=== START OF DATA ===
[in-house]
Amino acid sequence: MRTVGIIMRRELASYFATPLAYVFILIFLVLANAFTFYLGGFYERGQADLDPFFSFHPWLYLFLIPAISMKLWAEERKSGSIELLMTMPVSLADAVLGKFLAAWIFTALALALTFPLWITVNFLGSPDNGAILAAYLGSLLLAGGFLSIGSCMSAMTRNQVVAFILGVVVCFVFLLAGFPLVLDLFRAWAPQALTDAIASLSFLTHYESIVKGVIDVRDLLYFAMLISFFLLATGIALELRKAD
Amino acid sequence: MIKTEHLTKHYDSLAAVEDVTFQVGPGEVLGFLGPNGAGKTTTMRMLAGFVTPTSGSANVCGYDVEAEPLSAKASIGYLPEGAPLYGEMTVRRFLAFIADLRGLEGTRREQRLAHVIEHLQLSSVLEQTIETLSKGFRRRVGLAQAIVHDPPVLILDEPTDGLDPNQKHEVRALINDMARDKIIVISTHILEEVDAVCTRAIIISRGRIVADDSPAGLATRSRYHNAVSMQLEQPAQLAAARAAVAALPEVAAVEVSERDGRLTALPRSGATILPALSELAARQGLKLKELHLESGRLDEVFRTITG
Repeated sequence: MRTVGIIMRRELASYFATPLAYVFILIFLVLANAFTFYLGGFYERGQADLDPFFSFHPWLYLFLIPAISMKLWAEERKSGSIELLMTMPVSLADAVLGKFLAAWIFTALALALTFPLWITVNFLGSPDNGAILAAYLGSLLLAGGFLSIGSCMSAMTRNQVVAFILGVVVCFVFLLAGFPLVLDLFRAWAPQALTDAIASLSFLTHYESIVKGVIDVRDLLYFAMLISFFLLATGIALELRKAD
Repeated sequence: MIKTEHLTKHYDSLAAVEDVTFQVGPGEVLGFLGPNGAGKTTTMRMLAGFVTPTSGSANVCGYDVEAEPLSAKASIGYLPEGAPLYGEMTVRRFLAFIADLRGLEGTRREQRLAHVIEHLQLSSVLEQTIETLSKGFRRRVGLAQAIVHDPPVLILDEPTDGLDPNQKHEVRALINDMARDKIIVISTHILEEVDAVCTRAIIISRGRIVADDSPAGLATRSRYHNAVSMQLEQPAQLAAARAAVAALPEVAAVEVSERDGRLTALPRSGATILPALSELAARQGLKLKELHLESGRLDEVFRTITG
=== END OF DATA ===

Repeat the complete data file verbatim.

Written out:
[in-house]
Amino acid sequence: MRTVGIIMRRELASYFATPLAYVFILIFLVLANAFTFYLGGFYERGQADLDPFFSFHPWLYLFLIPAISMKLWAEERKSGSIELLMTMPVSLADAVLGKFLAAWIFTALALALTFPLWITVNFLGSPDNGAILAAYLGSLLLAGGFLSIGSCMSAMTRNQVVAFILGVVVCFVFLLAGFPLVLDLFRAWAPQALTDAIASLSFLTHYESIVKGVIDVRDLLYFAMLISFFLLATGIALELRKAD
Amino acid sequence: MIKTEHLTKHYDSLAAVEDVTFQVGPGEVLGFLGPNGAGKTTTMRMLAGFVTPTSGSANVCGYDVEAEPLSAKASIGYLPEGAPLYGEMTVRRFLAFIADLRGLEGTRREQRLAHVIEHLQLSSVLEQTIETLSKGFRRRVGLAQAIVHDPPVLILDEPTDGLDPNQKHEVRALINDMARDKIIVISTHILEEVDAVCTRAIIISRGRIVADDSPAGLATRSRYHNAVSMQLEQPAQLAAARAAVAALPEVAAVEVSERDGRLTALPRSGATILPALSELAARQGLKLKELHLESGRLDEVFRTITG
Repeated sequence: MRTVGIIMRRELASYFATPLAYVFILIFLVLANAFTFYLGGFYERGQADLDPFFSFHPWLYLFLIPAISMKLWAEERKSGSIELLMTMPVSLADAVLGKFLAAWIFTALALALTFPLWITVNFLGSPDNGAILAAYLGSLLLAGGFLSIGSCMSAMTRNQVVAFILGVVVCFVFLLAGFPLVLDLFRAWAPQALTDAIASLSFLTHYESIVKGVIDVRDLLYFAMLISFFLLATGIALELRKAD
Repeated sequence: MIKTEHLTKHYDSLAAVEDVTFQVGPGEVLGFLGPNGAGKTTTMRMLAGFVTPTSGSANVCGYDVEAEPLSAKASIGYLPEGAPLYGEMTVRRFLAFIADLRGLEGTRREQRLAHVIEHLQLSSVLEQTIETLSKGFRRRVGLAQAIVHDPPVLILDEPTDGLDPNQKHEVRALINDMARDKIIVISTHILEEVDAVCTRAIIISRGRIVADDSPAGLATRSRYHNAVSMQLEQPAQLAAARAAVAALPEVAAVEVSERDGRLTALPRSGATILPALSELAARQGLKLKELHLESGRLDEVFRTITG